The Problem of God, Evil, Cancer and My Nurse

It is just over nine years ago now that I was laid up in my hospital bed at OHSU in Portland, OR; I was being treated for an incurable, rare, and highly aggressive cancer known as Desmoplastic Small Round Cell Tumor sarcoma (DSRCT). The prognosis of this particular cancer is almost always imminent death (within two years of being diagnosed); there is no actual protocol or treatment for this cancer, so they often use a closely related protocol that is used for Ewing’s sarcoma. I was enduring this treatment with hopes of debulking my tumor (and lymph node) enough to make my tumor operable. It was in the early stages of this treatment that I was assigned a young nurse who would administer my chemo-cocktail every now and cycle. She was an upbeat person, and took special care of me. She noticed that I had my Bible next to my bed, and that I was often reading it; she said she believed in ‘the power of positive thinking,’ and that she encouraged patients to find that positivity from whatever source they could. This was dissatisfying to me, and my wife (who sat with me through it all). So, I told her I wasn’t attempting to wish myself better, but that I was entrusting myself to the living God who had risen in Jesus Christ for me and the world. She said she had problems with believing in a God who would allow someone like me, and so many of her other patients in the cancer ward, to suffer the ravages of cancer that she was surrounded by each and every day. She asked me how I and my wife could continue to believe in a God who ostensibly has the power to heal people, or not allow such sicknesses at all, and then doesn’t in fact heal or prevent such things. My response was that He already has come and healed the world from it all, even from death. That we simply must walk by faith rather than sight in the current moment, and know that God is drawing people to Himself in the midst of all the pain and suffering that WE have brought upon the world through our choice to go our way rather than God’s (as first initiated by our parents Adam and Eve). I told her that even though God didn’t cause all the sin and suffering in the world, but that we did; I told her that because He is a gracious and loving God, He freely chose to enter into that world for us, assume our humanity, and take all of that pain and evil with Him to the cross. I told her that He killed all of that evil and heinousness, and that the capstone of that is that He didn’t stay dead but that He rose again. That He ascended to the right hand of the Father, and from thence He always lives to make intercession for all those who will inherit eternal life. I told her that this is how I continued to believe in this God; the God of Abraham, Isaac, and Jacob. She took it all in, and we didn’t see her again tell another two cycles later. Next time I saw her I asked her if she had considered what we had talked about. She said she did, and that she could now believe in this God, and in fact did.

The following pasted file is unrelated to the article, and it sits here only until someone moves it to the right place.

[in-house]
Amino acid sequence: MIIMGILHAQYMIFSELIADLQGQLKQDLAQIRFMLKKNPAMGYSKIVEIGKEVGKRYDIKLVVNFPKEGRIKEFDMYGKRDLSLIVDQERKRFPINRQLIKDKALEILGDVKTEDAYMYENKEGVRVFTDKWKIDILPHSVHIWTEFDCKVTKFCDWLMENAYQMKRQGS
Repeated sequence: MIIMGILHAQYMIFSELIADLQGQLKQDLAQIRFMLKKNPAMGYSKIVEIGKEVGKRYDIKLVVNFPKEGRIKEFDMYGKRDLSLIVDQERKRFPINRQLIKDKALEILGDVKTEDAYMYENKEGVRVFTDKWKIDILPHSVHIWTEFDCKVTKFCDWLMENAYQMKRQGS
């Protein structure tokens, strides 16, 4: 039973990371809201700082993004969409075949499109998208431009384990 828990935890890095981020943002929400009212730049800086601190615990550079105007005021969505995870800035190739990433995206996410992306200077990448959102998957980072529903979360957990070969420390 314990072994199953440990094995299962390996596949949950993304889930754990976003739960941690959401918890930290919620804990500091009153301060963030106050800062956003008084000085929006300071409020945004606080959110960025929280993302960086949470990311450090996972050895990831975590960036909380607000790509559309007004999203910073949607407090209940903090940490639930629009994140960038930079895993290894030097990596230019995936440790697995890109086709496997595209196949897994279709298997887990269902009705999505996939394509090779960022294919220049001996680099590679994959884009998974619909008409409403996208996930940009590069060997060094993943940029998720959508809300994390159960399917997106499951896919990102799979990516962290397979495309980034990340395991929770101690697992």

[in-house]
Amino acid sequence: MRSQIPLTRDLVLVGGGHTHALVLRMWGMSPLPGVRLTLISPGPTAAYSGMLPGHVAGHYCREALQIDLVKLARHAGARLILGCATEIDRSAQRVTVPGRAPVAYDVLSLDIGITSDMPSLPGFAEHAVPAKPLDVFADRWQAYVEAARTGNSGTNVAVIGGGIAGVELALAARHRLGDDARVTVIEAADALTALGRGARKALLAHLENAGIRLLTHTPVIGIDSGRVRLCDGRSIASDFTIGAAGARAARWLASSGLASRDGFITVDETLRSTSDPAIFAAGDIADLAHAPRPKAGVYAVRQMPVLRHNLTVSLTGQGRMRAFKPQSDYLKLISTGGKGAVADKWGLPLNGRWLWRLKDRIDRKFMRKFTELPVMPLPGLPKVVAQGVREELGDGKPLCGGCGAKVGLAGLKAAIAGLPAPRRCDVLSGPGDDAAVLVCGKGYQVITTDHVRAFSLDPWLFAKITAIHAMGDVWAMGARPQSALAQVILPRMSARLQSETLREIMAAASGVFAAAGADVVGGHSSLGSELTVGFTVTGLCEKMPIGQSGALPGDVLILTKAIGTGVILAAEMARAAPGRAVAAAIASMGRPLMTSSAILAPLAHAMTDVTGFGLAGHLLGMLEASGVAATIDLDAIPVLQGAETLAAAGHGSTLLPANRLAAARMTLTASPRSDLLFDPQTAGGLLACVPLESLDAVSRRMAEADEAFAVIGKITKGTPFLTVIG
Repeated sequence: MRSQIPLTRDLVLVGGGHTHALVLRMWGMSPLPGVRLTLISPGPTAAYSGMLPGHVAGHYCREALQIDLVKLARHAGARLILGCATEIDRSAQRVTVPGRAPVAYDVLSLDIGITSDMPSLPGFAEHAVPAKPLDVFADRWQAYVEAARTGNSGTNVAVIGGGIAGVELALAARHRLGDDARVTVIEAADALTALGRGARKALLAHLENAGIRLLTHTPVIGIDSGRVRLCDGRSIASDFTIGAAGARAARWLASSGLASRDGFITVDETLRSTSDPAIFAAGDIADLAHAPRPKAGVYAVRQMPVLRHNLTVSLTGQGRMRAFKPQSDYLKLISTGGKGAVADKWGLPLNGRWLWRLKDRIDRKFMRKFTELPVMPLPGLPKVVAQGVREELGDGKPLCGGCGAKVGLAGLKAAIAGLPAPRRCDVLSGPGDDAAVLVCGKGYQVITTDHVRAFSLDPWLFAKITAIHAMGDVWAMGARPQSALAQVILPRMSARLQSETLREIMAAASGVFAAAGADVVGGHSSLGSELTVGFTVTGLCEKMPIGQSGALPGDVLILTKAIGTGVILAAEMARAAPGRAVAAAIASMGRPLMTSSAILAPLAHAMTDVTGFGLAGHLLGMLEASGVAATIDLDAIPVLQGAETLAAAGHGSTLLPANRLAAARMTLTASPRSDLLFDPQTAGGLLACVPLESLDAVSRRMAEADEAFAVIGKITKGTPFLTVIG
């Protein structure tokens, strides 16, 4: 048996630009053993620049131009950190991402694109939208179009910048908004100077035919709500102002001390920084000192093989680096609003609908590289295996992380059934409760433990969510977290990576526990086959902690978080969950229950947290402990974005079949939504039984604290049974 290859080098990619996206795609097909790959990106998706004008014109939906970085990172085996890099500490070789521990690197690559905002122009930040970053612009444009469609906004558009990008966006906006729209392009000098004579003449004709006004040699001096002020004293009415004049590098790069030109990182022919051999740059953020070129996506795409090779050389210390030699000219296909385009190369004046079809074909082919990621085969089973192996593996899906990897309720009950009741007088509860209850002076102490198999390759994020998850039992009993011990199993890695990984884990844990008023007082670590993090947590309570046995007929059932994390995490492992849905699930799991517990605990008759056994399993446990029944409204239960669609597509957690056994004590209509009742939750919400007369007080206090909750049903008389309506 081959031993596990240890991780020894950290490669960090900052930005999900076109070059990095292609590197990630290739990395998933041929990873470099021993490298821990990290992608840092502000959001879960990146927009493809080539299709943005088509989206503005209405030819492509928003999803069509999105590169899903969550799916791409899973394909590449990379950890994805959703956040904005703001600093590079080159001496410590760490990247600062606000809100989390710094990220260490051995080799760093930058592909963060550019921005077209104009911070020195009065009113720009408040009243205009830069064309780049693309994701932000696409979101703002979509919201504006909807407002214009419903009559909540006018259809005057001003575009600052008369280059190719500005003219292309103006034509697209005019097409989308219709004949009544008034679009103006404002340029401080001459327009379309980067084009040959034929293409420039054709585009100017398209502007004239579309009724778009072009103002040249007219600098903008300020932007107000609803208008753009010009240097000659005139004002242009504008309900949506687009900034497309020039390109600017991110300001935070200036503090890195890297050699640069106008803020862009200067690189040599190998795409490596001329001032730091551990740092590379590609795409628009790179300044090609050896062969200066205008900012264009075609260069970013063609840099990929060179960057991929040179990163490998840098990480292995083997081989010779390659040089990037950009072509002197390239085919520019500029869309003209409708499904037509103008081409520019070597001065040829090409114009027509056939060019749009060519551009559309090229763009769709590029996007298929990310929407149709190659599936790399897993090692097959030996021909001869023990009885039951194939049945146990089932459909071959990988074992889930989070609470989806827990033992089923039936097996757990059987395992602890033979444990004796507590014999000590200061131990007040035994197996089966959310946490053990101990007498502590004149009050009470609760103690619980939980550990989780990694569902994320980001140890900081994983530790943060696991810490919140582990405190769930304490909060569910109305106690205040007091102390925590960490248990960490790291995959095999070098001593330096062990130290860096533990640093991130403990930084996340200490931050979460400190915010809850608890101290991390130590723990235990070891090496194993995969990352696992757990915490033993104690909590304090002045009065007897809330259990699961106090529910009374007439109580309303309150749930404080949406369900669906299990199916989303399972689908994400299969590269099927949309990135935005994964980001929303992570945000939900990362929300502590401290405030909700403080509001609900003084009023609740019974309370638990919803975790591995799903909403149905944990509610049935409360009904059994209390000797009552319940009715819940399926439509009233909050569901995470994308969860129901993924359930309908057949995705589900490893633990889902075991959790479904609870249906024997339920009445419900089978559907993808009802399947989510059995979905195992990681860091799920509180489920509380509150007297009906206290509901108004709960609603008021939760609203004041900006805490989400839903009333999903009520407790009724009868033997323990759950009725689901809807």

Some philosophers and theologians speak of Theodicy (the supposed problem of God and evil). But there is no problem, not for God. The problem is from our below perspective, and our false expectations for God to operate per our terms that we project upon the concept of God we think ought to be rather than actually is. God doesn’t answer to our questions. Instead He presents us with the questions that we ought to ask of Him, and in those questions He has provided the answer He has decided for us in Christ. We walk by faith not sight when we allow God to be the all in all; when we submit to His No to our sin, and then His Yes to our justification in and through the accomplishment of that through the assumed flesh of Jesus Christ for us. At the end of the day this is the reality that will prevail; the glory of God will cover the earth as the waters cover the sea.

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